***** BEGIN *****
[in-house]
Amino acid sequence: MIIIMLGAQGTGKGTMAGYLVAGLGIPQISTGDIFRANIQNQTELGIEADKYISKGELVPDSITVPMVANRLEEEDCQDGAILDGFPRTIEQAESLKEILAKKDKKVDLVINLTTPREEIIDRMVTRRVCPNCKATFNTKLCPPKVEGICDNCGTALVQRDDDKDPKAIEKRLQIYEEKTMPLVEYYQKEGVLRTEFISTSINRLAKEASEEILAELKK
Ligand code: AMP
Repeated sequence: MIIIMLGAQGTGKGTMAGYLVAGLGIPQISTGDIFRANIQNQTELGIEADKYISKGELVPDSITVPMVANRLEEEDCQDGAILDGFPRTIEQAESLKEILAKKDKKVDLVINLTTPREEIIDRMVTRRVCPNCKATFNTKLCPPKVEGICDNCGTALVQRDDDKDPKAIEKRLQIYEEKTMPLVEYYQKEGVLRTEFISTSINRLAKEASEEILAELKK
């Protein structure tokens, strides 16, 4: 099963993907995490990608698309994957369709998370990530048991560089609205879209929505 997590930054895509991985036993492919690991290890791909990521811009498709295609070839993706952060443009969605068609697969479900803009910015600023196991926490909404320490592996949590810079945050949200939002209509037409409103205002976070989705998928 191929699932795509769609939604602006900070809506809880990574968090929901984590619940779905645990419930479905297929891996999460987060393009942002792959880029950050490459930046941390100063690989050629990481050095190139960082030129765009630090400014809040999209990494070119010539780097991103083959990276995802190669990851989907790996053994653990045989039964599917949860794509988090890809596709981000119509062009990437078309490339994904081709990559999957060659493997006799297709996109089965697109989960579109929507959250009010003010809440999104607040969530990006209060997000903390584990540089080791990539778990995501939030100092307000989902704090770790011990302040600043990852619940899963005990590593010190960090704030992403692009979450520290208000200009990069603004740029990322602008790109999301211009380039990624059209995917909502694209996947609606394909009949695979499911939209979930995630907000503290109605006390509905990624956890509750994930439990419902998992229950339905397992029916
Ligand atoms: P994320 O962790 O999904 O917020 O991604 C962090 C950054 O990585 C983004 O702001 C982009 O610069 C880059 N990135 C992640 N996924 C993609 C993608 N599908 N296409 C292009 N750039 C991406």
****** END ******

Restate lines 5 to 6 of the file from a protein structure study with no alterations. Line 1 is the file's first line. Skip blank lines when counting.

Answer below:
């Protein structure tokens, strides 16, 4: 099963993907995490990608698309994957369709998370990530048991560089609205879209929505 997590930054895509991985036993492919690991290890791909990521811009498709295609070839993706952060443009969605068609697969479900803009910015600023196991926490909404320490592996949590810079945050949200939002209509037409409103205002976070989705998928 191929699932795509769609939604602006900070809506809880990574968090929901984590619940779905645990419930479905297929891996999460987060393009942002792959880029950050490459930046941390100063690989050629990481050095190139960082030129765009630090400014809040999209990494070119010539780097991103083959990276995802190669990851989907790996053994653990045989039964599917949860794509988090890809596709981000119509062009990437078309490339994904081709990559999957060659493997006799297709996109089965697109989960579109929507959250009010003010809440999104607040969530990006209060997000903390584990540089080791990539778990995501939030100092307000989902704090770790011990302040600043990852619940899963005990590593010190960090704030992403692009979450520290208000200009990069603004740029990322602008790109999301211009380039990624059209995917909502694209996947609606394909009949695979499911939209979930995630907000503290109605006390509905990624956890509750994930439990419902998992229950339905397992029916
Ligand atoms: P994320 O962790 O999904 O917020 O991604 C962090 C950054 O990585 C983004 O702001 C982009 O610069 C880059 N990135 C992640 N996924 C993609 C993608 N599908 N296409 C292009 N750039 C991406």